There are theists, atheists, agnostics and some others in-between. Do these beliefs materially affect our life beyond our preferences?
David H. Rosmarin, PhD, McLean Hospital clinician and instructor in the Department of Psychiatry at Harvard Medical School, investigated the correlation between a patients' belief in God and actual treatment outcomes. His study was published in the Journal of Affective Disorders.
The one-year study evaluated belief in God of 159 patients along with how they expected their treatment to pan out and how well they were able to manage their emotions. Each on these was self-assessed by the patients on a five-point scale. Their degree of depression, level of wellbeing, and tendency to self-damage were recorded at the start of the treatment and again at end of their treatment too.
More than 30 per cent were not particularly religious but believed in a higher power. Whether religious or not, a belief in a higher power helped patients get better outcomes. Patients with zero or low belief in God were doubly likely to not respond to treatment.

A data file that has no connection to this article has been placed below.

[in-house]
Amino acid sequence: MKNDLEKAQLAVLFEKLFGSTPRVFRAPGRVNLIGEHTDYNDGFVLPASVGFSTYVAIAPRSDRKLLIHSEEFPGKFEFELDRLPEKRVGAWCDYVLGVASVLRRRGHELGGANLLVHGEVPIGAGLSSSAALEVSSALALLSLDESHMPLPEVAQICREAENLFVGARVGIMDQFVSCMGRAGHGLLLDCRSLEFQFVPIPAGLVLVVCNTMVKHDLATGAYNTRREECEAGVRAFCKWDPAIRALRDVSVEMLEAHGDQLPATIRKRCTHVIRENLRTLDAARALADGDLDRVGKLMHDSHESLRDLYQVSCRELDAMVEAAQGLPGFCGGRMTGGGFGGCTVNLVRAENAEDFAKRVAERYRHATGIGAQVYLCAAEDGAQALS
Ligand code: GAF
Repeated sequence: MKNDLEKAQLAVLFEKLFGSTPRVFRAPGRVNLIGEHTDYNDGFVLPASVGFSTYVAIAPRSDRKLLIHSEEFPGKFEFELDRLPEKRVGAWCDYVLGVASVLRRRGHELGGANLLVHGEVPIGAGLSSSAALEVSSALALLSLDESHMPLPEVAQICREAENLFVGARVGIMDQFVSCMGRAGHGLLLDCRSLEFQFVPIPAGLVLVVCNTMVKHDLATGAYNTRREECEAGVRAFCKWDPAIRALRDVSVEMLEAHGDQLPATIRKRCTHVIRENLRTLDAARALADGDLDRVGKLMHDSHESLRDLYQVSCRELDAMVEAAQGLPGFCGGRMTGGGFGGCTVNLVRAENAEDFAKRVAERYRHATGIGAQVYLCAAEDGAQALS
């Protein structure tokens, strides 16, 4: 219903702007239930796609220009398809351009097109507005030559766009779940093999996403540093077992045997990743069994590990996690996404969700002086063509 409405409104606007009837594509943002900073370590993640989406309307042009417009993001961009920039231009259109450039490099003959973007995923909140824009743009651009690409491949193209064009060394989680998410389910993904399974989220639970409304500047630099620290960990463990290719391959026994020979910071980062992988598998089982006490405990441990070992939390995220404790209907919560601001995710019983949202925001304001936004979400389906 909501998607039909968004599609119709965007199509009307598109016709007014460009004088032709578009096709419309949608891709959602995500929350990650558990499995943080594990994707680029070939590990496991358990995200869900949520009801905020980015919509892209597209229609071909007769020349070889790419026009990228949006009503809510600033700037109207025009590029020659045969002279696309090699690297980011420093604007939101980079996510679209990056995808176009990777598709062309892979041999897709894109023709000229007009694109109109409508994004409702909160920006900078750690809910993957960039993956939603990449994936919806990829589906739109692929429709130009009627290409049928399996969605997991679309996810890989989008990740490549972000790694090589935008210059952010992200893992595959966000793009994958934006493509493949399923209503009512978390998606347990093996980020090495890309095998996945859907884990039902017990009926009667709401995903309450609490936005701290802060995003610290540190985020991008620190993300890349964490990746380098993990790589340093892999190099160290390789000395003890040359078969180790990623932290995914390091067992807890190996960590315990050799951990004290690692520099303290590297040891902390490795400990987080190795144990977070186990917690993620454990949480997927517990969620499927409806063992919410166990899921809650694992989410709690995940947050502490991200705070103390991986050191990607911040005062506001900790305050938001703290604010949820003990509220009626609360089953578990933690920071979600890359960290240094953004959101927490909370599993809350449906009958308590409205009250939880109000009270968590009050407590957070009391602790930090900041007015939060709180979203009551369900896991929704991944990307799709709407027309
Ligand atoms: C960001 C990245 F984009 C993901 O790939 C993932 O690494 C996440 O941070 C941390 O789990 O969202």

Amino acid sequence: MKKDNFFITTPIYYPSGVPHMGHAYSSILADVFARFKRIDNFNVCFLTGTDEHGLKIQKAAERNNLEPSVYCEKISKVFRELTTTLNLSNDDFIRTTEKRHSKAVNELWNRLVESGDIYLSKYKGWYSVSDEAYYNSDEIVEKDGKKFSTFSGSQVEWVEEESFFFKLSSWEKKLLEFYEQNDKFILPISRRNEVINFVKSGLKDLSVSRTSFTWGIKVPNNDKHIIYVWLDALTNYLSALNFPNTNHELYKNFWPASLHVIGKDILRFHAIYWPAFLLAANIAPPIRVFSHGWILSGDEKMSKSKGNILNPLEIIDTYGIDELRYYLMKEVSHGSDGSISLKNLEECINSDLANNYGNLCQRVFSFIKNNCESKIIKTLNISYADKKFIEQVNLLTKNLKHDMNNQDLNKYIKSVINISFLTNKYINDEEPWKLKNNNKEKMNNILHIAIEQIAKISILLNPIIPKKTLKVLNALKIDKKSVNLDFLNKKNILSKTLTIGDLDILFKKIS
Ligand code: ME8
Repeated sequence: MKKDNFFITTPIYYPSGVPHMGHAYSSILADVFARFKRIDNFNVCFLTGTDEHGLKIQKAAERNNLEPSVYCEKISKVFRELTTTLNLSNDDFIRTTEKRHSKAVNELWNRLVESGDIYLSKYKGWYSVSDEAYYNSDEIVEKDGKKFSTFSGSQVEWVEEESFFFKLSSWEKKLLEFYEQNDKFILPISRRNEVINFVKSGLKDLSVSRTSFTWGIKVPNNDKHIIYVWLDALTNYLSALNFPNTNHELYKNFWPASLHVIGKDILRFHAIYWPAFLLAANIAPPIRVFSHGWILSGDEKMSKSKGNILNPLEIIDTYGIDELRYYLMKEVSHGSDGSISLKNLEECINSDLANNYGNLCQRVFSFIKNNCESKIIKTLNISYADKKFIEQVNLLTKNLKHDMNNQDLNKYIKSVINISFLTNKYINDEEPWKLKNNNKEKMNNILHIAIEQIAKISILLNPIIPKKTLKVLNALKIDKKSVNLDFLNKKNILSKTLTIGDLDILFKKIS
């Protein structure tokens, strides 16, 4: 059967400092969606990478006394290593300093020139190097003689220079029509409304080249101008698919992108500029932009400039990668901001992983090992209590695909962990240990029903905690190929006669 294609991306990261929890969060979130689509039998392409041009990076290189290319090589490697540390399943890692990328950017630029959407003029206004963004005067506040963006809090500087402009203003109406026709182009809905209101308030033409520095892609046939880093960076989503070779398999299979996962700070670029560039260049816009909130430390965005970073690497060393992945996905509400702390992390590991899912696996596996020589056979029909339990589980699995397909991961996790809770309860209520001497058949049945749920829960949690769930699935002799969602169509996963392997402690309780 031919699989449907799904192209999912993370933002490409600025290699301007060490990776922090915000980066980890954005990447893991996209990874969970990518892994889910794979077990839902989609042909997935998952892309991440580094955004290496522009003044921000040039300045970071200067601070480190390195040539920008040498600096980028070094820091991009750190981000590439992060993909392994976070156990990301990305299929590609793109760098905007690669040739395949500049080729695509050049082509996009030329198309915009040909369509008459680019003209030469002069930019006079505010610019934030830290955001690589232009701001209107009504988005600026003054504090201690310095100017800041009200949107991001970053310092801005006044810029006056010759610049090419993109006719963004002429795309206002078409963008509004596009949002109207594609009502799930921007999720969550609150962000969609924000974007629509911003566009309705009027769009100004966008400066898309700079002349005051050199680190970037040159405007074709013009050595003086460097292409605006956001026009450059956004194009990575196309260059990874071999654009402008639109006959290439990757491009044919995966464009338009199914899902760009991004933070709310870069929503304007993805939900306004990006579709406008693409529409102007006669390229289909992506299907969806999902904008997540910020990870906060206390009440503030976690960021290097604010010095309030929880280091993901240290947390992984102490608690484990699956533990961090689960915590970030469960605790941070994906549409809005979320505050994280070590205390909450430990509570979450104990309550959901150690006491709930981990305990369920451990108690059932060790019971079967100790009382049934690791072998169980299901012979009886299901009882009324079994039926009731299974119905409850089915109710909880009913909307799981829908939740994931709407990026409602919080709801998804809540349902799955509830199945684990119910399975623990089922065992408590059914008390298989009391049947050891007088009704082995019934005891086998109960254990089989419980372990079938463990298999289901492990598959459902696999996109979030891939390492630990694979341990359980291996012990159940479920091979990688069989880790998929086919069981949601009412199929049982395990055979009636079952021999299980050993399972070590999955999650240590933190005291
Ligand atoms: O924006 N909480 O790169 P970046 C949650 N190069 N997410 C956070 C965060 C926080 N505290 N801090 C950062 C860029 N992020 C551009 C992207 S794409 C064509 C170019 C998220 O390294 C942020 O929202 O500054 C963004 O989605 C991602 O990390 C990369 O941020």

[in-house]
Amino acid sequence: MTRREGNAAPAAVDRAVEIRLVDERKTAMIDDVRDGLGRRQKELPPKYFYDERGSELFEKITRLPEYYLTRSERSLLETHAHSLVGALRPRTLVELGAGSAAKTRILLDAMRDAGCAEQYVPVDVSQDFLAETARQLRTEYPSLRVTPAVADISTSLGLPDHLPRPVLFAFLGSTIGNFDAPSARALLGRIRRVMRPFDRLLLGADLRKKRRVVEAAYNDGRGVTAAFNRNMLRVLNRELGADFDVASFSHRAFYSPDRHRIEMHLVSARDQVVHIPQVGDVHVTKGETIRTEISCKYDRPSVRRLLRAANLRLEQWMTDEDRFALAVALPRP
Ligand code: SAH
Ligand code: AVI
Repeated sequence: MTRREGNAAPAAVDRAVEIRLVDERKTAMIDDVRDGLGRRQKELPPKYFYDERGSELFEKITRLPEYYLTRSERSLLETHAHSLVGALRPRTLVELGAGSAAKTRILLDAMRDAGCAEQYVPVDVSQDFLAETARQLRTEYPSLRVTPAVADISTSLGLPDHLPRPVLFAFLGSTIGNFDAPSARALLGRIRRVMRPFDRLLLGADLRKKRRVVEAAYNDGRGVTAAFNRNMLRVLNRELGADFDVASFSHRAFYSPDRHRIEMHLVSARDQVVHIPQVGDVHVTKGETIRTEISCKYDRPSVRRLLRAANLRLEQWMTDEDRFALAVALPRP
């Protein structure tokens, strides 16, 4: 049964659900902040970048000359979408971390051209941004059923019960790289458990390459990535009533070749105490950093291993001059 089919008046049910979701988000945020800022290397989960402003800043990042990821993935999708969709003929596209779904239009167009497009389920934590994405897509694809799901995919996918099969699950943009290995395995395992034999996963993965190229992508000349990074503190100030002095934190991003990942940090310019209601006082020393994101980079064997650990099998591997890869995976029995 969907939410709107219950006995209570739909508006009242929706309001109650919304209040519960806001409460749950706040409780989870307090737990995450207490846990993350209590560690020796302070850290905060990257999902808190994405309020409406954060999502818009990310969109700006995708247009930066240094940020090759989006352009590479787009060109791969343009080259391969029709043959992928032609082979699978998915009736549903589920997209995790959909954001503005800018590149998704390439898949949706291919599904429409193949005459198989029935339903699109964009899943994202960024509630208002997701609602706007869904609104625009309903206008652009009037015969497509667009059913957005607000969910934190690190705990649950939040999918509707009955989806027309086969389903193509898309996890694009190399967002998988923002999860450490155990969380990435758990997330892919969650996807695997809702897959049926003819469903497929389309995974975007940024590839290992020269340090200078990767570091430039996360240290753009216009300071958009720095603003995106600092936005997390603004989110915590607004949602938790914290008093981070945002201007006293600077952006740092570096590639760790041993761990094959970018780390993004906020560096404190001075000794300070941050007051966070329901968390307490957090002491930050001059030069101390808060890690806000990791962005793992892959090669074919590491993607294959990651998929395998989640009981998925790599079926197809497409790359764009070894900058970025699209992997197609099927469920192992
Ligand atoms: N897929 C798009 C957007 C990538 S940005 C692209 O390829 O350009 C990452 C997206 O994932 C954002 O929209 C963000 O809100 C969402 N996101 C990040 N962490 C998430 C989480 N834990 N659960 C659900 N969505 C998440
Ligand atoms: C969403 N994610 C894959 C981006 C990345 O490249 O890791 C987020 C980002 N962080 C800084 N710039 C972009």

"Our work suggests that people with a moderate to high level of belief in a higher power do significantly better in short-term psychiatric treatment than those without, regardless of their religious affiliation. Belief was associated with not only improved psychological wellbeing, but decreases in depression and intention to self-harm," explained Rosmarin.
Rosmarin also commented, "Given the prevalence of religious belief in the United States – over 90% of the population – these findings are important in that they highlight the clinical implications of spiritual life. I hope that this work will lead to larger studies and increased funding in order to help as many people as possible."
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